Practicing architects and architectural educators have called for better writing by architecture graduates; however, there appears to be a gap in published empirical studies on instructional designs that address the problem of developing student architects’ writing fluency. Writing well is an especially challenging process for architecture students in design studios because learners must transform the concepts in their visual metaphors, design spaces, and physical models into written language. The study investigated whether architecture students in the treatment group showed greater writing fluency and critical thinking after using sketching as a metacognitive process than did the control group that used words in an identical online lesson. Fifty-six architecture design studio students participated in the quasi-experimental online intervention designed to help students describe their design projects in writing. Student papers following the online sketching intervention were scored using The Cognitive Level and Quality Writing Assessment, Critical Thinking Rubric. Although the one-way ANOVA analysis of mean scores on students’ papers showed no statistical difference between the treatment group, which used sketching, and the control group, which used words, sketching stimulated students in the treatment group to write lengthy posts critiquing each other’s sketches. The finding suggests that online instruction using sketching as a metacognitive scaffolding tool should be further explored as a strategy to engage architecture students in writing practice.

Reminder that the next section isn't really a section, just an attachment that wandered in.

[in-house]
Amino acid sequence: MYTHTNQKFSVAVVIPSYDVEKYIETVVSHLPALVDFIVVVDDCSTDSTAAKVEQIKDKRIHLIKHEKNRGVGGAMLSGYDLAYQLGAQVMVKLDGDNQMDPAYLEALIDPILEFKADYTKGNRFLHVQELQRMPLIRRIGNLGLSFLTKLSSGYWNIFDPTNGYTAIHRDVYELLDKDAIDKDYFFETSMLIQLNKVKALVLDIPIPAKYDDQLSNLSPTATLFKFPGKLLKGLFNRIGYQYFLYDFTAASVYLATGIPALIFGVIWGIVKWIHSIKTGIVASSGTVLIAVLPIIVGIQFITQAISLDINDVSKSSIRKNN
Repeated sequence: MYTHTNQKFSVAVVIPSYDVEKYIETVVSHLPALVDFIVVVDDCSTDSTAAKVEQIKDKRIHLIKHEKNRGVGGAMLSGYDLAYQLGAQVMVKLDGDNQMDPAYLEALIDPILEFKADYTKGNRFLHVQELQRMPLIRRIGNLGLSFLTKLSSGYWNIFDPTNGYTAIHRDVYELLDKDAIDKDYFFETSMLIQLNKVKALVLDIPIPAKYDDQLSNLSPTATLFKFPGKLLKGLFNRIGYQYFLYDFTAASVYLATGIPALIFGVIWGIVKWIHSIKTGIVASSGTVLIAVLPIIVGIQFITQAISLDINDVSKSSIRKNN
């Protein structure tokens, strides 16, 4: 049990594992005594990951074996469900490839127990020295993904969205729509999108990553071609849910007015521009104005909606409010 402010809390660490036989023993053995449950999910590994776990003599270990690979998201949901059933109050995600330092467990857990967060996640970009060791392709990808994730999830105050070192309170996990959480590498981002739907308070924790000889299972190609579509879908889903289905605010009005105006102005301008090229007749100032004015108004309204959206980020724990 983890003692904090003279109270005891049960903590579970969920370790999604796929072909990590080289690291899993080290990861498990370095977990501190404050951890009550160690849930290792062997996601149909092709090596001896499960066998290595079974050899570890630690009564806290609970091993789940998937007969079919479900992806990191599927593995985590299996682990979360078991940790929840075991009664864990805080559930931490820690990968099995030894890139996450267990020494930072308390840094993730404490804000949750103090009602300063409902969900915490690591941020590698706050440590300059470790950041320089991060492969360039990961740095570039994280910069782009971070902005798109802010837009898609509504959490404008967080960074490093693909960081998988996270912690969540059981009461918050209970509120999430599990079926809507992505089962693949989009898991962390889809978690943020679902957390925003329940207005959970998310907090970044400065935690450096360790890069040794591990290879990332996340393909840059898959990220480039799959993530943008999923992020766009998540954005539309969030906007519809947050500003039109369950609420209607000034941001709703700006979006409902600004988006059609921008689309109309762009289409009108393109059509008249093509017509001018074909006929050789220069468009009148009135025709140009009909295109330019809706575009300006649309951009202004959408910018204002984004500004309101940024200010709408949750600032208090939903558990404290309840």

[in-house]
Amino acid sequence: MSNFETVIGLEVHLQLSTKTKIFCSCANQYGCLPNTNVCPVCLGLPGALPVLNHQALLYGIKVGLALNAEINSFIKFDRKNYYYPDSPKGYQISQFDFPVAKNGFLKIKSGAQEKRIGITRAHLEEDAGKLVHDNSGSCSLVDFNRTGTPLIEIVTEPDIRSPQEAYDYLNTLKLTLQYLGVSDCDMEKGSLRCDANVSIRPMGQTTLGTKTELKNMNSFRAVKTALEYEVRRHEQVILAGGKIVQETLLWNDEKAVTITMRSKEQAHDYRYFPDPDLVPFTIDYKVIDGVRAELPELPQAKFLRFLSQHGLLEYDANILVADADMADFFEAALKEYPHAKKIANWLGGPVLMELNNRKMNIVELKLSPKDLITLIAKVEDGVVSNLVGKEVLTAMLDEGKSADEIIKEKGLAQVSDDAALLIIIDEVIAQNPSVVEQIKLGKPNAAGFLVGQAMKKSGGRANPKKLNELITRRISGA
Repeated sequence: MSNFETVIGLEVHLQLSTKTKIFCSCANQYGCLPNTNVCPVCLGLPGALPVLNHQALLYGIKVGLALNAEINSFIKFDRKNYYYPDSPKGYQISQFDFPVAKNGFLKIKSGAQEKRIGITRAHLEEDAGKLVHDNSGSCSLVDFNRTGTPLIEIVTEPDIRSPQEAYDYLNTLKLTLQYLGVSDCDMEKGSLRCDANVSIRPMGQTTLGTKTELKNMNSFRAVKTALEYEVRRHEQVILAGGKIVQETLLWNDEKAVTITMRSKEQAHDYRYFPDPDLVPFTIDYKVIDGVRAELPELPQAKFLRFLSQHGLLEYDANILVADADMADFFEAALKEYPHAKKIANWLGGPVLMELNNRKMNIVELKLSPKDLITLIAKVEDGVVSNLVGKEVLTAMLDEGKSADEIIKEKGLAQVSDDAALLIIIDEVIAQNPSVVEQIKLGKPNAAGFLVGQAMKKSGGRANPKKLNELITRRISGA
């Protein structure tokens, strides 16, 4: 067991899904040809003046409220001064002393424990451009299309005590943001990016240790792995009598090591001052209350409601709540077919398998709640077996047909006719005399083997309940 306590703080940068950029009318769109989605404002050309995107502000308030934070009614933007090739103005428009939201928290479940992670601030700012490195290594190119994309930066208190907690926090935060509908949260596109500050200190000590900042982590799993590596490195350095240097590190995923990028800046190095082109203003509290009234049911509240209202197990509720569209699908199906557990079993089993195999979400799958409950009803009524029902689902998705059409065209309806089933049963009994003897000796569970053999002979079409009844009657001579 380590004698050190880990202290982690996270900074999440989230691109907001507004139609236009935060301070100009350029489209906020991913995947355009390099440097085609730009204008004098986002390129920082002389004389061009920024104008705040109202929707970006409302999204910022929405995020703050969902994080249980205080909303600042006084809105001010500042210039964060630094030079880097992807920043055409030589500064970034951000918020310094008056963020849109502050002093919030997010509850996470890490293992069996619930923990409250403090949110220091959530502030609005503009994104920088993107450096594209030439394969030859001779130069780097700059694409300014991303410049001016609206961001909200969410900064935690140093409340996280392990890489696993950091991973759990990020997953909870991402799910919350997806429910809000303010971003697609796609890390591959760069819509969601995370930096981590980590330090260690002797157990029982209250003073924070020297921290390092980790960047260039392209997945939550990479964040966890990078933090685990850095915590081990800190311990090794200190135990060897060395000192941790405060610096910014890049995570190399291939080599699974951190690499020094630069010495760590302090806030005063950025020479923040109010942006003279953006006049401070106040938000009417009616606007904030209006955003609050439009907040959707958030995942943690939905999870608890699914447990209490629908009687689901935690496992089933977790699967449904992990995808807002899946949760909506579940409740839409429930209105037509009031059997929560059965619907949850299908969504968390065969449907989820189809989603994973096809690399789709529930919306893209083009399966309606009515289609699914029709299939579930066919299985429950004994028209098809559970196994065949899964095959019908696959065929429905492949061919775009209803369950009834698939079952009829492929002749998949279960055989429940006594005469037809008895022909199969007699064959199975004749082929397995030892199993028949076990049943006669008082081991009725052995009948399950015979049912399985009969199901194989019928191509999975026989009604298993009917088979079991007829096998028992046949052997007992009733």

|Commitee:||Johnson, Diane, Lewis, Barbara|
|Department:||School of Education|
|School Location:||United States -- Minnesota|
|Source:||DAI-A 77/04(E), Dissertation Abstracts International|
|Subjects:||Instructional Design, Architecture, Higher education|
|Keywords:||Drawing, Dual coding, Dual processing, Generative, Online, Writing|
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